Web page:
Logged-over forest covers more than 85% of the remaining forested area in Sabah, Malaysian Borneo. Despite the overall importance it remains unclear how much carbon this type of forest stores. With respect to recent interests on REDD (Reducing Emissions from Deforestation and Degradation) there is a need to increase the knowledge on ecosystem service provision in Sabah which will be fundamental with regard to carbon and biodiversity credit trading in the near future. The projects were set up within a large scale forest rehabilitation project called the Sabah Biodiversity Experiment (SBE). It covers an area of 500 hectares of degraded forest in the Malua Forest Reserve, North of Danum Valley Conservation Area. The SBE aims to study the importance of tree species diversity, composition and life history traits for providing fundamental ecosystem services, such as carbon sequestration. The forest in this particular area was under logging activity during the early 1980s and has been recovering since. Our work shows how much carbon and tree diversity this particular forest stores and act as a baseline to measure future effects of rehabilitative treatments. We estimated a total carbon content of 237 Mg/ha, whereby above ground stocks (65%) and in particular trees >10 cm diameter breast height (57%) were the main contributors. An observational study on total soil respiration rates (including autotrophic and heterotrophic respiration) indicated a significantly lower rate in gap areas, compared to understorey sites. This effect was found to be similar under day- and night time conditions, but irrespective of abiotic (soil temperature, soil water content) and biotic conditions (litterfall, fine root biomass). We suggest that autotrophic respiration may be an important component of total soil respiration in degraded logged forest.
Dipterocarps act as a key species in undisturbed rainforests of South-East Asia, growing up to 70 meters high and providing shelter to this ecosystem. Their removal by logging alter may alter ecosystem dynamics such as associated levels of biodiversity, water storage and carbon sequestration. We established an artificial shadehouse experiment to force dipterocarp seedlings into altered carbon balance by either reducing or elevating light levels. These changes should simulate gap opening and closing processes in natural forest dynamics. Shade tolerators and light demanders were expected to respond differently to altered light conditions, therefore allowing to test the storage hypothesis of stress tolerance. Recent studies of carbon balance in tropical tree seedlings revealed the importance of nonstructural carbohydrates (NSC) for survival in shaded light conditions. In agreement with previous studies we found evidence that NSC (including starch and soluble sugars) responded to increased and decreased light levels dipterocarp seedlings. We used a Ca/Na-moderated ion partitioning column (HPLC) to separate the carbohydrates. In particular polyols contributed between 3-55% of total amounts of NSC depending on species and light exposure. Our results suggest that altered light environments in degraded forests may affect the carbon storage in regenerating dipterocarp seedlings.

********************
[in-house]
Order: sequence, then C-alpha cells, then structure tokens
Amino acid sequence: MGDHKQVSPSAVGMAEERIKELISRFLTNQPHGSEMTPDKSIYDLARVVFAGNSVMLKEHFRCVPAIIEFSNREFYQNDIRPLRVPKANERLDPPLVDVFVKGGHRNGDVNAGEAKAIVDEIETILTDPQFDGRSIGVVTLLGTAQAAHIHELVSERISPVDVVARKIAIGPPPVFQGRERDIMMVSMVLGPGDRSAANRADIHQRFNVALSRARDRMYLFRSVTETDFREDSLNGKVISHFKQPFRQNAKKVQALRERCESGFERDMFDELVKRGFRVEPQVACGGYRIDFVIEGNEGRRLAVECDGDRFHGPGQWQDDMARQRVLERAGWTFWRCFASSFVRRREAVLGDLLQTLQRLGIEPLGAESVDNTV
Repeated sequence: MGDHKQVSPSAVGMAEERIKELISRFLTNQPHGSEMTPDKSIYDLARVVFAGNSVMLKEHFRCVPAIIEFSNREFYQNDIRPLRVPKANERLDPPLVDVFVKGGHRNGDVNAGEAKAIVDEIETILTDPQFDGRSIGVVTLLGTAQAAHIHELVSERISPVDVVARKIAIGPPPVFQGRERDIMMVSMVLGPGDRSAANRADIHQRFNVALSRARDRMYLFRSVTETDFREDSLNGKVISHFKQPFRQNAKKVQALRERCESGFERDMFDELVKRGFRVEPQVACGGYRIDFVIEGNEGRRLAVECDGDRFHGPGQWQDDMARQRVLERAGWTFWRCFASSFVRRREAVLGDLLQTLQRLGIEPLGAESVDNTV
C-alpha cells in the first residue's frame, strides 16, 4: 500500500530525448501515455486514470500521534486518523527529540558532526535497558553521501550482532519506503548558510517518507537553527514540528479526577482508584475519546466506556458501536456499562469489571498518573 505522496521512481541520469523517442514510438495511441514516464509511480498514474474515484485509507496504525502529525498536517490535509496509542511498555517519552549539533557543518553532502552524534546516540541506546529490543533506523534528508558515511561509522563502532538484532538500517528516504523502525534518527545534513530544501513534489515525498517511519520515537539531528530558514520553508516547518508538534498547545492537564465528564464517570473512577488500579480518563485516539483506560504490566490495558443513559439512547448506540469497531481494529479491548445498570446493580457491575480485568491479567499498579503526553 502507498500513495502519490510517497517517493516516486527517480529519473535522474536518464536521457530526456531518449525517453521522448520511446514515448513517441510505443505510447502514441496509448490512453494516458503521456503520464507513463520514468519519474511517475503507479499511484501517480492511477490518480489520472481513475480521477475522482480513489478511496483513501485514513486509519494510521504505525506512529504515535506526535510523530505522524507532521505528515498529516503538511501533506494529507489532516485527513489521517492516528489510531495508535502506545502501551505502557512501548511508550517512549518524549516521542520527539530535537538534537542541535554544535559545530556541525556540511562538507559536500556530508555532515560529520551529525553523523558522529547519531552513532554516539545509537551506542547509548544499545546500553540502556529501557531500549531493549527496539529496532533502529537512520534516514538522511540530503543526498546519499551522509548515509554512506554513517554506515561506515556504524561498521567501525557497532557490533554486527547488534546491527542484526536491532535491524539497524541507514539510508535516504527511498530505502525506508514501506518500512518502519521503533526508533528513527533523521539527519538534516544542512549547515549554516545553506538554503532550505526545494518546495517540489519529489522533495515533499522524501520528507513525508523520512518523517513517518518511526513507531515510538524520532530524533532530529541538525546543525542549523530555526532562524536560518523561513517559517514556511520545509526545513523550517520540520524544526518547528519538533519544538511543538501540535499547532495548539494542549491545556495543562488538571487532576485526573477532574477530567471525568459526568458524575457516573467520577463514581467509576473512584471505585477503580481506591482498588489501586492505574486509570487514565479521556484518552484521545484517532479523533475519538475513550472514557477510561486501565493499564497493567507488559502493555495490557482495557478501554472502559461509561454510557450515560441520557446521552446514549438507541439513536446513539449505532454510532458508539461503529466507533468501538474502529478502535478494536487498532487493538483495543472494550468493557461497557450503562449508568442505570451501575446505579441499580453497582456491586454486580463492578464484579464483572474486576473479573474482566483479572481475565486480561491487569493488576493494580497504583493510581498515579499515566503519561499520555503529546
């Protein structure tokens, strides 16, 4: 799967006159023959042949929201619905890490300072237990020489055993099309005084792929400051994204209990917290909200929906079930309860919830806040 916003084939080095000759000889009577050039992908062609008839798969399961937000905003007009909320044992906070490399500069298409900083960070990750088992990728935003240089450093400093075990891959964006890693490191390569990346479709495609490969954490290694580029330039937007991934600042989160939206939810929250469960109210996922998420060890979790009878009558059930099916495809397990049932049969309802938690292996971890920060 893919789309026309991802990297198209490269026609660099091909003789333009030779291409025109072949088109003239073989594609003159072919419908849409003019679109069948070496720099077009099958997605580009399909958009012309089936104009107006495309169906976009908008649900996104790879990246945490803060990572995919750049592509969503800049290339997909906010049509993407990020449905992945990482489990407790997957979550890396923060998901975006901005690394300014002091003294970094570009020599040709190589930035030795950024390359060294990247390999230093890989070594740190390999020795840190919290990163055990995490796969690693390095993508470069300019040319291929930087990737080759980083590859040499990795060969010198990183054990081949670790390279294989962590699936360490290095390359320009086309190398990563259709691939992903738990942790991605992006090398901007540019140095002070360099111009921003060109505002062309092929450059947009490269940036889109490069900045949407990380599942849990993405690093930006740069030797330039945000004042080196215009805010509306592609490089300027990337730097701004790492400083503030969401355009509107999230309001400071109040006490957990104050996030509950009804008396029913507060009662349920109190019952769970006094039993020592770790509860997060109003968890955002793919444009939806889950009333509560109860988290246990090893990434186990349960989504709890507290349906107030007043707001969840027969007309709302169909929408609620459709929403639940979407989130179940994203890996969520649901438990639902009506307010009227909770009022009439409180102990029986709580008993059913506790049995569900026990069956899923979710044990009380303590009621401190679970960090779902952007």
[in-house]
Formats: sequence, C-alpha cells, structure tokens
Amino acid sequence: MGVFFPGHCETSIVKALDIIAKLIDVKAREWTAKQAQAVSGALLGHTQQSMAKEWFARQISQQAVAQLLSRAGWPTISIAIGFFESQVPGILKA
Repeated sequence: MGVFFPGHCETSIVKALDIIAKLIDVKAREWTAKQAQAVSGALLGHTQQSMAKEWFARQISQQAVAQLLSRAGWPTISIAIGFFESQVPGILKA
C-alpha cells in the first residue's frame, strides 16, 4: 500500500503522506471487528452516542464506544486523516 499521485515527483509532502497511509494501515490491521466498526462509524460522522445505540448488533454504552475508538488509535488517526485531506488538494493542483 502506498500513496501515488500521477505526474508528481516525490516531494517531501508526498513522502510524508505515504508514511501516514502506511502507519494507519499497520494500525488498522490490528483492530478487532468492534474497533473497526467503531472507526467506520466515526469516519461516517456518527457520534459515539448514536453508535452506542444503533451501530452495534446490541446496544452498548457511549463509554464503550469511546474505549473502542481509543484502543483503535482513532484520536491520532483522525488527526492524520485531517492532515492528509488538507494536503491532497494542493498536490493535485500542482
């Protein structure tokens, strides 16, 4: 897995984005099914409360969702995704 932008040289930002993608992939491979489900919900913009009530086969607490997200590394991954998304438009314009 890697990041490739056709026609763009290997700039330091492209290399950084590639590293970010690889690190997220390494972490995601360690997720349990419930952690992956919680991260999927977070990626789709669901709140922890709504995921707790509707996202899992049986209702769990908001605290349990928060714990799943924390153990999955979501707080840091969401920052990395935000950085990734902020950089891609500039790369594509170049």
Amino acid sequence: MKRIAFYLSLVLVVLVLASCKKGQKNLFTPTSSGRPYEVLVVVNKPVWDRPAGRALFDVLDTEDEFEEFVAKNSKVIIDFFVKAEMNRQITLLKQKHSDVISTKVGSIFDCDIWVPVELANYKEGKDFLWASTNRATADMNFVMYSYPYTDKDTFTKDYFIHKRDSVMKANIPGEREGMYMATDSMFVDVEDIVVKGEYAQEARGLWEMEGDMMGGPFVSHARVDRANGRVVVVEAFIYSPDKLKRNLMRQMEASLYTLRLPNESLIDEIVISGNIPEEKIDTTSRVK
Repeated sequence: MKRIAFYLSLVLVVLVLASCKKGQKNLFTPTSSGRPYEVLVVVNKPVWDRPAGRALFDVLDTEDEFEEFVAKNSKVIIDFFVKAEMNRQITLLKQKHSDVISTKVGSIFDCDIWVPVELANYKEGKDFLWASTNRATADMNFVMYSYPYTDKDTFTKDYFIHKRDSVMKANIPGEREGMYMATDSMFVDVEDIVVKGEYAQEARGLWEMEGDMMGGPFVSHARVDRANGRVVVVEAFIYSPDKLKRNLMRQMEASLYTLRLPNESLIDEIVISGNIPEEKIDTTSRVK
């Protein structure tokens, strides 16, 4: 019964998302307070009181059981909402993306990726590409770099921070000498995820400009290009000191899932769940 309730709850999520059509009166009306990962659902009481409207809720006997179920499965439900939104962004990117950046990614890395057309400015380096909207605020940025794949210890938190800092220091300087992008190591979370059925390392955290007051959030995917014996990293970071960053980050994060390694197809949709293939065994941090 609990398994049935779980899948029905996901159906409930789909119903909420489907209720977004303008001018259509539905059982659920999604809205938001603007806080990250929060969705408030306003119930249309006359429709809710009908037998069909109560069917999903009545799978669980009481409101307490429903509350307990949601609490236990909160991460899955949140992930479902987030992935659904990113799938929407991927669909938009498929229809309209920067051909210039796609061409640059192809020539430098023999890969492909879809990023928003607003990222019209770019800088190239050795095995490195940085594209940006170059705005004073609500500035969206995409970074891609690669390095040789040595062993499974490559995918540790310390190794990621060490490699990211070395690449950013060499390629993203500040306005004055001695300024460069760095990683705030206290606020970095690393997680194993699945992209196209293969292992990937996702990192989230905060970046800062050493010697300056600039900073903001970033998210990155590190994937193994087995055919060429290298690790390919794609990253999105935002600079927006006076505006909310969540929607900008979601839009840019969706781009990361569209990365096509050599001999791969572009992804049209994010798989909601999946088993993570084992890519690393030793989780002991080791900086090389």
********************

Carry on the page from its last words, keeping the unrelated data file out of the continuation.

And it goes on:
Prof. Dr. Andy Hector (Project leader)
Dr. Philippe Saner
Dr. Glen Reynolds
NERC Centre for Population Biology, Imperial College, London, UK
UK Government’s Darwin Initiative
The Royal Society South East Asia Rainforest Research Programme (SEARRP)
University of Malaysia, Sabah
Sabah Forestry Department